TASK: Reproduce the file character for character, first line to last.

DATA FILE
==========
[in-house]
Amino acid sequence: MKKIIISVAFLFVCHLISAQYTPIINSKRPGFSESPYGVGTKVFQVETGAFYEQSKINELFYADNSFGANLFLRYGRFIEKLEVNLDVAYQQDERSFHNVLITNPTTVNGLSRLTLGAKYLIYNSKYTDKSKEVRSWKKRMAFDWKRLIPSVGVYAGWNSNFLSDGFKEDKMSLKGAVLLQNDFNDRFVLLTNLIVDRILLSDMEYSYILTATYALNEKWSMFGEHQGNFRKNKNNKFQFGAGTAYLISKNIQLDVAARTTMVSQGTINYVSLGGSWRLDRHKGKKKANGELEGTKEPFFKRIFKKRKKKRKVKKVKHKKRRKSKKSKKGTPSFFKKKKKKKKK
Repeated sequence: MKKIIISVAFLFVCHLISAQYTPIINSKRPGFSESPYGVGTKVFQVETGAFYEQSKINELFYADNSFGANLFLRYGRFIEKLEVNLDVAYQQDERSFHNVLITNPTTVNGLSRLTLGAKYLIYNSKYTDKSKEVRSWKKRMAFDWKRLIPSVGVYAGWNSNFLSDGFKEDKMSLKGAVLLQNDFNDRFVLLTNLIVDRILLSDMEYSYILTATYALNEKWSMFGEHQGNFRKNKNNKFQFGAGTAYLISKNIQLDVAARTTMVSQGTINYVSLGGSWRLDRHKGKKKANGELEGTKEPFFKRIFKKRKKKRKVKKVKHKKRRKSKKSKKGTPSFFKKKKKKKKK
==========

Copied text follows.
[in-house]
Amino acid sequence: MKKIIISVAFLFVCHLISAQYTPIINSKRPGFSESPYGVGTKVFQVETGAFYEQSKINELFYADNSFGANLFLRYGRFIEKLEVNLDVAYQQDERSFHNVLITNPTTVNGLSRLTLGAKYLIYNSKYTDKSKEVRSWKKRMAFDWKRLIPSVGVYAGWNSNFLSDGFKEDKMSLKGAVLLQNDFNDRFVLLTNLIVDRILLSDMEYSYILTATYALNEKWSMFGEHQGNFRKNKNNKFQFGAGTAYLISKNIQLDVAARTTMVSQGTINYVSLGGSWRLDRHKGKKKANGELEGTKEPFFKRIFKKRKKKRKVKKVKHKKRRKSKKSKKGTPSFFKKKKKKKKK
Repeated sequence: MKKIIISVAFLFVCHLISAQYTPIINSKRPGFSESPYGVGTKVFQVETGAFYEQSKINELFYADNSFGANLFLRYGRFIEKLEVNLDVAYQQDERSFHNVLITNPTTVNGLSRLTLGAKYLIYNSKYTDKSKEVRSWKKRMAFDWKRLIPSVGVYAGWNSNFLSDGFKEDKMSLKGAVLLQNDFNDRFVLLTNLIVDRILLSDMEYSYILTATYALNEKWSMFGEHQGNFRKNKNNKFQFGAGTAYLISKNIQLDVAARTTMVSQGTINYVSLGGSWRLDRHKGKKKANGELEGTKEPFFKRIFKKRKKKRKVKKVKHKKRRKSKKSKKGTPSFFKKKKKKKKK